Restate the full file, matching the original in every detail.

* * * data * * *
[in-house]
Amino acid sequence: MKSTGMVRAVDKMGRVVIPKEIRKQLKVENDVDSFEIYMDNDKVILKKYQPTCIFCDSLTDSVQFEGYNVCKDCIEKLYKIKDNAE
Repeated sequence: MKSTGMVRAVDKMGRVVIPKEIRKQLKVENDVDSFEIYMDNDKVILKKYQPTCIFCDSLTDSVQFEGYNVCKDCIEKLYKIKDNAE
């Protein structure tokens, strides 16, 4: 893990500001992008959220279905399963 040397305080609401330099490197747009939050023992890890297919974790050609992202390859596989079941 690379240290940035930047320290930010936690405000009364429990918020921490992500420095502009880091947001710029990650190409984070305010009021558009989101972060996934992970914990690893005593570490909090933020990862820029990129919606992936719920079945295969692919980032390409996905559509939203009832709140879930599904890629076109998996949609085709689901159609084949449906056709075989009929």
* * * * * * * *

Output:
[in-house]
Amino acid sequence: MKSTGMVRAVDKMGRVVIPKEIRKQLKVENDVDSFEIYMDNDKVILKKYQPTCIFCDSLTDSVQFEGYNVCKDCIEKLYKIKDNAE
Repeated sequence: MKSTGMVRAVDKMGRVVIPKEIRKQLKVENDVDSFEIYMDNDKVILKKYQPTCIFCDSLTDSVQFEGYNVCKDCIEKLYKIKDNAE
């Protein structure tokens, strides 16, 4: 893990500001992008959220279905399963 040397305080609401330099490197747009939050023992890890297919974790050609992202390859596989079941 690379240290940035930047320290930010936690405000009364429990918020921490992500420095502009880091947001710029990650190409984070305010009021558009989101972060996934992970914990690893005593570490909090933020990862820029990129919606992936719920079945295969692919980032390409996905559509939203009832709140879930599904890629076109998996949609085709689901159609084949449906056709075989009929």